“Time-tracking throughout the valeting process is very difficult, because it’s all about accountability, and we pay our detailers by the hour, because it’s impossible to set a time for a vehicle.

“The new system will allow staff to input times and detail about the process via their iPads or mobiles, so everything about the condition of the vehicle, the time they spend on different aspects, and if they are working with other in-house teams, is all accurately recorded.”

The system will also include data about detailers’ off-site time, perhaps collecting vehicles from customers or moving cars between group sites.

All in-house training is done by Chorley’s head of valeting, who has been with the group for 30 years, to ensure quality standards are maintained across all franchises.

“We call our staff detailers because we expect them to consider every detail of their work. They might, for instance, notice a torn seat cover which has been missed by the technician, so they’d get in touch with the upholstery repairers, or a scuffed alloy wheel which needed attention from the body shop,” said Turner.

“Having a detailed record is great for passing on feedback. We already incentivise our detailers, and asking about the cleanliness and appearance of a vehicle is one of the questions on our customer satisfaction surveys.

“We’re running at around 95%, so detailers are receiving a monthly bonus. The system is also useful for the management team, as we can see those people who are working that little bit harder, which we might not know about if we used a more traditional approach.”

However, not far away at North-West and North Wales BMW and Mini retailer Halliwell Jones, external valeting companies are used, and sales director Jim Houghton expects that will continue to be their preferred option.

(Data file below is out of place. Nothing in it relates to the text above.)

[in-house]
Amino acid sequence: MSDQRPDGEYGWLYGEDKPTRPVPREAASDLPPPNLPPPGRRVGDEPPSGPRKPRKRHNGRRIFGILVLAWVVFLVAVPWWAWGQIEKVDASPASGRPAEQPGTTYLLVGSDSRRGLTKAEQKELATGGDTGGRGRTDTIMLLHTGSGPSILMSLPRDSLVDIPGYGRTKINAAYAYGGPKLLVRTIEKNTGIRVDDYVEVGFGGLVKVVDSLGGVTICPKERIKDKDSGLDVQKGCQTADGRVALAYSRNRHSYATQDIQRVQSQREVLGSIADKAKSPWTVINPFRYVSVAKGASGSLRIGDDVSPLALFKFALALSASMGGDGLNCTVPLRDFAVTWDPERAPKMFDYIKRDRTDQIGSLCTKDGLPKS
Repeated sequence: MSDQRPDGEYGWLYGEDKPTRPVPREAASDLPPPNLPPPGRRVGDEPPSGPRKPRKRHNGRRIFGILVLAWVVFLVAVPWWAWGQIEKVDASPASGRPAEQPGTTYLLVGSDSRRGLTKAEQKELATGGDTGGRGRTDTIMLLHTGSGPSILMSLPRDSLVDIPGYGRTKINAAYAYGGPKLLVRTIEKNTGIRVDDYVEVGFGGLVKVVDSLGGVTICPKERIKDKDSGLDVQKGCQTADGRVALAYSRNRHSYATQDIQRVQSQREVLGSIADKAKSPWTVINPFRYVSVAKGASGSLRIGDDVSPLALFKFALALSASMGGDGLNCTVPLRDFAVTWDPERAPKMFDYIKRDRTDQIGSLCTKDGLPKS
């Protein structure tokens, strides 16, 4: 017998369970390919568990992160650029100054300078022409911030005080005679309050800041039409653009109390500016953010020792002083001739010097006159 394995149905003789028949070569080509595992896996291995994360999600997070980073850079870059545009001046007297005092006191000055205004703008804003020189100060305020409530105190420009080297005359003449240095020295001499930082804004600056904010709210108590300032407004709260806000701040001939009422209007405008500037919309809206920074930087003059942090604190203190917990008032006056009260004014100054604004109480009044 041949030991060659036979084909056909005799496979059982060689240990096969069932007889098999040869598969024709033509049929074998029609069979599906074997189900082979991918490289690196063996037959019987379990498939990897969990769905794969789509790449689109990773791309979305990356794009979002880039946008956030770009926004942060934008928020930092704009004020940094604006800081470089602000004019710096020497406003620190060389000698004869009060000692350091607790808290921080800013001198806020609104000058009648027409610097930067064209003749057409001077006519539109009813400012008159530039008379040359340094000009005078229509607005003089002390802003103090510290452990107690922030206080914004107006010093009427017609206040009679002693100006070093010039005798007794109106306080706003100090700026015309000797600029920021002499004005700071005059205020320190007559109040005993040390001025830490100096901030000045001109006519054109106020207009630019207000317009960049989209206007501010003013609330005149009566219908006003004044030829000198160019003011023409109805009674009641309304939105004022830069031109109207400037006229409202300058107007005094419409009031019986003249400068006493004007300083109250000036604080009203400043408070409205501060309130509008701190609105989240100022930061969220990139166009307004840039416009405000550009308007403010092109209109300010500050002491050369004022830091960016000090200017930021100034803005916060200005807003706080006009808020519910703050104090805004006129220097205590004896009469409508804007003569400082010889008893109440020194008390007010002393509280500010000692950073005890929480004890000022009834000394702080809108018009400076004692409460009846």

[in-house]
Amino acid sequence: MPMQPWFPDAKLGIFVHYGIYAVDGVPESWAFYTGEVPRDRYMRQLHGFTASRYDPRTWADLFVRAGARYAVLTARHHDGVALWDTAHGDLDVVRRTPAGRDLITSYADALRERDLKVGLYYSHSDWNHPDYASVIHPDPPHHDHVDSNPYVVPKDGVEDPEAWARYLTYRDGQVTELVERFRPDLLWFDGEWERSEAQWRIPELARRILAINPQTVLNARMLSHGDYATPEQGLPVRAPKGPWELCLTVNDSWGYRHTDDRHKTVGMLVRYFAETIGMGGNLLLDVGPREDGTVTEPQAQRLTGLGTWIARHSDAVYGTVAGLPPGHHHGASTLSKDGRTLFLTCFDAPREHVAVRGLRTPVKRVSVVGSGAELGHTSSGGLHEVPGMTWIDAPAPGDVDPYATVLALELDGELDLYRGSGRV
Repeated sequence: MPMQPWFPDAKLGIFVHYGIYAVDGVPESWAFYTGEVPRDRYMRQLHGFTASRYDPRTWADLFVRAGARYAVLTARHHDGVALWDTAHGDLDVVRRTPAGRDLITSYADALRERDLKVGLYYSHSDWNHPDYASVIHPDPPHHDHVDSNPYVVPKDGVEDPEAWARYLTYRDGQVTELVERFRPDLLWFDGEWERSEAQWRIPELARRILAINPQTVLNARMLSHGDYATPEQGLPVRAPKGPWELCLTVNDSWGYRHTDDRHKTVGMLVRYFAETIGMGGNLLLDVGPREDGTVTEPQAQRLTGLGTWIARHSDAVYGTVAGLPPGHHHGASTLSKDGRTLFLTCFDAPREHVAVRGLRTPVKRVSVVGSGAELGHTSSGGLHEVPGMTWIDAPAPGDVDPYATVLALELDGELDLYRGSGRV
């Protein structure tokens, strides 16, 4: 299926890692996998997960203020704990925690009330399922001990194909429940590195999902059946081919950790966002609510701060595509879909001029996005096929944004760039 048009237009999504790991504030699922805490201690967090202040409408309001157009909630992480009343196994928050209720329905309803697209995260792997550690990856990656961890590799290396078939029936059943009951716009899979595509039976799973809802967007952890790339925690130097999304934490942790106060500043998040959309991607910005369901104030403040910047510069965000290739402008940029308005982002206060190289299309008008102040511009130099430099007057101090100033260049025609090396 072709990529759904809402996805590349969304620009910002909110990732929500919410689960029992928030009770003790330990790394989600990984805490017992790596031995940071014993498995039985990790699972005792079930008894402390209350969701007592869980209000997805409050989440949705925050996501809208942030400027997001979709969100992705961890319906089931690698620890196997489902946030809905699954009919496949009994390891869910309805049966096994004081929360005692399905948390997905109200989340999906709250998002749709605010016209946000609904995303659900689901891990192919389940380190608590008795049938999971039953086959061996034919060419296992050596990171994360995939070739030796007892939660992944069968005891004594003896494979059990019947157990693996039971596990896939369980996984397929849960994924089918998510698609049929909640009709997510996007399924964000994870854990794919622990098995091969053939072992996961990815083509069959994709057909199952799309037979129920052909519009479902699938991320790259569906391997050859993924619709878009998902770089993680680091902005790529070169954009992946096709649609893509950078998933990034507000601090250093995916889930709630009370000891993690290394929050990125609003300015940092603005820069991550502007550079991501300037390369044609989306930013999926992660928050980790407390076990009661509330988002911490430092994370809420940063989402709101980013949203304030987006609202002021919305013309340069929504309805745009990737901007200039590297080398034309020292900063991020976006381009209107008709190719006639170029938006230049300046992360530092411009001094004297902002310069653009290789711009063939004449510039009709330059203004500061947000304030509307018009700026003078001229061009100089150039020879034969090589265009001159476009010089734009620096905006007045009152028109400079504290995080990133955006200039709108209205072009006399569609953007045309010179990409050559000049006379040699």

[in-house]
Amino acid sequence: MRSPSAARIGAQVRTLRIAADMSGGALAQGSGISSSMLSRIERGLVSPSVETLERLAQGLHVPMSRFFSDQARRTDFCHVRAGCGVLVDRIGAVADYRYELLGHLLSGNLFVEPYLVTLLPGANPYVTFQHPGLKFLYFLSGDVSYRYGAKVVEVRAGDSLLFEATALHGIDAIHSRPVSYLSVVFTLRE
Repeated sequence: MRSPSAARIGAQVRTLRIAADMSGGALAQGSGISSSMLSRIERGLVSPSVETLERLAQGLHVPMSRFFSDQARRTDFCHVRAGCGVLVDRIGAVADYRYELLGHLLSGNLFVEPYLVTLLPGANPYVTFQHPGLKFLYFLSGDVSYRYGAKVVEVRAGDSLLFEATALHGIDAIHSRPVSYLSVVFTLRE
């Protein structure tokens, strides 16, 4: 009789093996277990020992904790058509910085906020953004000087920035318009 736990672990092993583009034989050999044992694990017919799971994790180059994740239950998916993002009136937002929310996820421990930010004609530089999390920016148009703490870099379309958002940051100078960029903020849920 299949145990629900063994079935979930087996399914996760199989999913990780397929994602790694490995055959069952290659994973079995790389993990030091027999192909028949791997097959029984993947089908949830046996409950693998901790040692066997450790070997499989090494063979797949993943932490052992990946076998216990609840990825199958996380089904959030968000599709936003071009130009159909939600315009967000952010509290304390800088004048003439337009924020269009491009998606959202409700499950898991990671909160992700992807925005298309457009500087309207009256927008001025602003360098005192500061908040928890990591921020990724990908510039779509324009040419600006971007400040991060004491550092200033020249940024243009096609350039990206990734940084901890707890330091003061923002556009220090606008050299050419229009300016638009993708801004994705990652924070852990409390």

“We have a day rate for demonstrators, used cars, display vehicles and customer service washes. We have found over the years that is the best approach to achieve high productivity from the valeters, without compromising on quality,” he said.

“We also pay for valets on new and used cars on a piece time basis, where we pay a set amount per valet with a sound quality control process in place.

Houghton, who has been with the group for almost 30 years, believes it is essential for any dealership looking to take on new valeting suppliers to carry out due diligence on their financial structure and insurance liability cover .

“If those elements are acceptable, we would then look at credit payment terms and at the quality of the cleaning materials and equipment they use.”

He identifies outsourced suppliers’ ability to cover both holidays and periods of sickness as a crucial benefit.

“If someone was directly employed, and they phoned in sick at short notice, it would be impossible to find a replacement valeter who understood any processes in place and the quality required.

“However, an external contractor can put in a suitable replacement at short notice, and it’s a real benefit, which we have really appreciated.”

IAN HALSTEAD